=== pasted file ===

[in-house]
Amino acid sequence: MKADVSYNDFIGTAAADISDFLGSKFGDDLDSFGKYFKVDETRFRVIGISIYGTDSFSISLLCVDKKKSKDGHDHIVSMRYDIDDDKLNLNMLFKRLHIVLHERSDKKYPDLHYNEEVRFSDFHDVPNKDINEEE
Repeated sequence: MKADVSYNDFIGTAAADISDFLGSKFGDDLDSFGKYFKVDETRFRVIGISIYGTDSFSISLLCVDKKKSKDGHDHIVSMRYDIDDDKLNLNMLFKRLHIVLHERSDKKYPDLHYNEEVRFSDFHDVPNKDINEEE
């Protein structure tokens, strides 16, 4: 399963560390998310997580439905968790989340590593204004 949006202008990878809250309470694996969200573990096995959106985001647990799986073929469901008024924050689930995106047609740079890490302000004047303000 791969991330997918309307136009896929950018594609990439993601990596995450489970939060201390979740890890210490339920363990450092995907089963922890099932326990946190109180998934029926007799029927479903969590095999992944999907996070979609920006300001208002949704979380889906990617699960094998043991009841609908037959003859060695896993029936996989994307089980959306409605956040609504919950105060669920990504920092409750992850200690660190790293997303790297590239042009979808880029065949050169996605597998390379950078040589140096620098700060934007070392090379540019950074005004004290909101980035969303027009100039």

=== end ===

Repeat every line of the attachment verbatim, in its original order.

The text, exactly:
[in-house]
Amino acid sequence: MKADVSYNDFIGTAAADISDFLGSKFGDDLDSFGKYFKVDETRFRVIGISIYGTDSFSISLLCVDKKKSKDGHDHIVSMRYDIDDDKLNLNMLFKRLHIVLHERSDKKYPDLHYNEEVRFSDFHDVPNKDINEEE
Repeated sequence: MKADVSYNDFIGTAAADISDFLGSKFGDDLDSFGKYFKVDETRFRVIGISIYGTDSFSISLLCVDKKKSKDGHDHIVSMRYDIDDDKLNLNMLFKRLHIVLHERSDKKYPDLHYNEEVRFSDFHDVPNKDINEEE
């Protein structure tokens, strides 16, 4: 399963560390998310997580439905968790989340590593204004 949006202008990878809250309470694996969200573990096995959106985001647990799986073929469901008024924050689930995106047609740079890490302000004047303000 791969991330997918309307136009896929950018594609990439993601990596995450489970939060201390979740890890210490339920363990450092995907089963922890099932326990946190109180998934029926007799029927479903969590095999992944999907996070979609920006300001208002949704979380889906990617699960094998043991009841609908037959003859060695896993029936996989994307089980959306409605956040609504919950105060669920990504920092409750992850200690660190790293997303790297590239042009979808880029065949050169996605597998390379950078040589140096620098700060934007070392090379540019950074005004004290909101980035969303027009100039």